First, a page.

Sunday is Valentine’s Day, so it’s time to buy heart-shaped chocolate, soppy cuddly toys and that all-important card. We tend to connect our Feb 14 celebration with a man from ancient Roman times – St Valentine – and it’s tempting to believe that he wrote the first Valentine’s card. According to one story Valentine, jailed for marrying Christian couples in secret against the Emperor’s decree, fell in love with a girl who visited him in his cell. He wrote her a letter before his death and signed it ‘From Your Valentine.’
There might not be quite as much riding on your missive, but it’s still nice to get it right. There are tons of options out there, so surely it’s possible to find a card that expresses the way we feel? You can go for something sweet (‘Who needs wings when I’ve got you?’) or a little more sickly (‘Our love is like an enchanting, magical, dreamy fairytale’). Try something cautionary, perhaps (‘The feelings I have for you my love/ Give pleasure to my heart/ I pray that we will always be/ And never drift apart’) or more animal-inspired (‘Whoof whoof whoof/ Don’t be so aloof/ Hear my anxious whine/ Be my Valentine’).
If you’ve yet to find the perfect message, why not follow the old adage that a picture is worth 1,000 words? A work like View from Vaekero, near Christiania (1827) by Johan Christian Dahl (1788 – 1857) says a lot, with no words at all. Dahl was Norwegian and studied in Copenhagen, where he became interested in Dutch landscape painters like Jacob Ruisdael (who we looked at on Jan 9). From 1818 he settled in Dresden, Germany.
His painting here was inspired by a trip to Christiania (present-day Oslo) and reveals Dahl’s interest in Romanticism, the artistic, literary and intellectual movement that originated in Europe in the second half of the 18th century. Romanticism reacted against the Industrial Revolution and resisted the aristocratic social and political norms of the Age of Enlightenment. Romantic artists were keen to promote emotion as a source of aesthetic experience. So here, Dahl saturates the scene with feelings: there’s a tinge of melancholy (lugubrious setting, cool colors) and a twinge of fear (the couple appear all alone here). Mostly though there’s a strong sense of awe at a stunning natural site. This brings us to another key feature of Romantic art: celebrating the sublimity of untamed nature. Despite being painted from memory, Dahl’s painting projects fresh immediacy. Light radiates in the distance, causing the clouds to shake and shimmer and the water to turn glassy. The night-time mood and other elements in the painting (the cloud-covered moon, rocky inlet and misty hills) capture something of the unknowable, unmeasurable wonder of the place.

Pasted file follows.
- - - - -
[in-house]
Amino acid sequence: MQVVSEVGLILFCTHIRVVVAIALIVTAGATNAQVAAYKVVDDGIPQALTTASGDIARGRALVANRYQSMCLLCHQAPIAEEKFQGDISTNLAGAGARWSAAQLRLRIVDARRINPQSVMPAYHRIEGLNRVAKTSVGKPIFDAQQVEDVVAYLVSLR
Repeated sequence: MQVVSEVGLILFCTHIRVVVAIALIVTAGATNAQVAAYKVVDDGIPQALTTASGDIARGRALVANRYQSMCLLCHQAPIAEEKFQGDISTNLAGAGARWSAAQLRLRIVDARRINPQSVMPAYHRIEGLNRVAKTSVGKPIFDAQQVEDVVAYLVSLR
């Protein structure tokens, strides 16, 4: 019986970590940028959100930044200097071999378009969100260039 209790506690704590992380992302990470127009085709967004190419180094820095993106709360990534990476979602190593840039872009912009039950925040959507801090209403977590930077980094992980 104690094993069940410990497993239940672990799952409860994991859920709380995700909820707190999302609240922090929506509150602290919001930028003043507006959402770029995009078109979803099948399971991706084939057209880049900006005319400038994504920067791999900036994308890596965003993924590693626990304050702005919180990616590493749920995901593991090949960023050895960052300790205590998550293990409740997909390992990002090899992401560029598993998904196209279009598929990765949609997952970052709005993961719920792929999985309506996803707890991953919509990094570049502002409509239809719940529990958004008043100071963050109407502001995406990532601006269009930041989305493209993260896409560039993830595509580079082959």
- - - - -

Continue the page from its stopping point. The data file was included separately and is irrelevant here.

Dahl’s style of painting owes much to another artist, a German Romantic painter called Caspar David Friedrich (1774 – 1840). These two actually lived together in Dresden. Dahl owned a work by Friedrich (Two Men Contemplating the Moon, 1819 – 20), which exerted considerable influence on him. Sure enough, Friedrich’s work sticks to the Romantic ideals of emotion prompted by natural surroundings. The most interesting similarity, however, is that in both pictures, the pairs of people are shown from behind. With their backs towards us, they become generalized everyman figures, standing for all of us, looking at the horizon for some sort of meaning. It was this image that got me thinking about a new, more meaningful Valentine’s text, from the French writer Antoine de Saint-Exupéry: ‘Love does not consist in gazing at each other, but in looking outward together in the same direction.’